First published on TechNet on Apr 20, 2008
[Today's post comes to us courtesy of Becky Ochs]
We’re getting some great questions here at the SMB Summit. One of yesterday’s geeky questions of the day was, "Why are we are defaulting to use .local as the DNS extension for Windows SBS 2008? Isn’t that a problem for Macs?"
So here’s our logic for using .local and why we still make it flexible for you to choose your own internal domain extension . . .
Historically, there have been issues with Mac OS X 10.2 and the use of .local that result in connectivity issues. However, the updated releases of the Mac OS no longer have the conflict with .local and there is a workaround to address the Mac OS X 10.3 and newer release.
The default configuration of .local accommodates most folks for an installation, but if they really don’t like that default, they can easily specify the fully qualified domain name by using the Windows SBS Answer File Tool.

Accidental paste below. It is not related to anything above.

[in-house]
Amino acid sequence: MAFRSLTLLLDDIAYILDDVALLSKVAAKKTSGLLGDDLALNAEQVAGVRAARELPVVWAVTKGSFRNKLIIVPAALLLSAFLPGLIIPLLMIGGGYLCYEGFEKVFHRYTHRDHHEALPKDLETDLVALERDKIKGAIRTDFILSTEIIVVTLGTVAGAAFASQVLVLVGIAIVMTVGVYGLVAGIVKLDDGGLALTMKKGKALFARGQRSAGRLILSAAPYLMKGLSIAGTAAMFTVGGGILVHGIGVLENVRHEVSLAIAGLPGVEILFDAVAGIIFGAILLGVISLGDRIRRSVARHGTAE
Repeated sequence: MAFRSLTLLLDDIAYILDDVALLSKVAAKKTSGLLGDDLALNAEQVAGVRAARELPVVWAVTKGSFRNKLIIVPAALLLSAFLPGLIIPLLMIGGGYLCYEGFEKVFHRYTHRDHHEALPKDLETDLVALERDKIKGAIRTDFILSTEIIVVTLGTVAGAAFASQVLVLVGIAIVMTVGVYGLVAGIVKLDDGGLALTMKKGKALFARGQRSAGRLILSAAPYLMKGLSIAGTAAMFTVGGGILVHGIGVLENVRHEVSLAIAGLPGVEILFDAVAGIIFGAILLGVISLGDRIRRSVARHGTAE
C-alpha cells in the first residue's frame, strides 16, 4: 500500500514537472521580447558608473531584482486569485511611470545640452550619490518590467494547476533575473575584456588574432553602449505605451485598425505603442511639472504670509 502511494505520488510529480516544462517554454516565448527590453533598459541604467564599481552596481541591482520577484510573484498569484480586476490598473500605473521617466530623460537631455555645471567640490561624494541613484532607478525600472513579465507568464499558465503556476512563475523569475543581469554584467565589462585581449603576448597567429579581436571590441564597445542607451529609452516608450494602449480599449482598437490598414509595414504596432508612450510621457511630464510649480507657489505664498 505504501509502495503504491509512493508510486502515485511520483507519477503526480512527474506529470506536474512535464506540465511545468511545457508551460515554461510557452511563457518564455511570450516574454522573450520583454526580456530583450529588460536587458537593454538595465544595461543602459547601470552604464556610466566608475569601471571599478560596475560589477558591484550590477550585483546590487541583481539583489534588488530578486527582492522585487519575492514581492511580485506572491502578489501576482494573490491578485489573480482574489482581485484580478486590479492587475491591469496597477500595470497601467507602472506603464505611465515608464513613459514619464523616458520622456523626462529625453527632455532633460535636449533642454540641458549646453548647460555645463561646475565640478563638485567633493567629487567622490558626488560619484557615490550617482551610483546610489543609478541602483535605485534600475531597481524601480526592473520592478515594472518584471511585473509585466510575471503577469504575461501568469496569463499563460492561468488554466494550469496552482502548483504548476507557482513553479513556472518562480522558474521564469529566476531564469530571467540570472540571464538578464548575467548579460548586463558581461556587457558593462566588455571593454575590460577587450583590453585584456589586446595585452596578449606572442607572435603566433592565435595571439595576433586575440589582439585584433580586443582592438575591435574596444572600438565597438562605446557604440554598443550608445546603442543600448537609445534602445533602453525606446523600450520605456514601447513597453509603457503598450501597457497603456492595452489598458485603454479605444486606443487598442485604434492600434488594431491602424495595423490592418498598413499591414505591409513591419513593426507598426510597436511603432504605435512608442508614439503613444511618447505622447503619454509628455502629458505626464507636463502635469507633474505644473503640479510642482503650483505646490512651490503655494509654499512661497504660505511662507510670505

When you specify domain information in the Answer File Tool, we recommend that you do
use a public TLD (eg .com). If you really want to do that, we won't prevent this, but keep in mind that this is an advanced configuration that will require you to do additional configuration of your networking on your own.
We will not limit the number of labels in the DNS name to 2, so you can use a.b.c if you
want. However, it must have at least 1 label (i.e. you can’t just have a full DNS name of “contoso”, it must have 2 labels such as “contoso.local”)
And for those of you SBS 2003 folks out there who use Macs, here's a quick plug for the whitepaper that discusses how to add a Mac to an SBS 2003 network: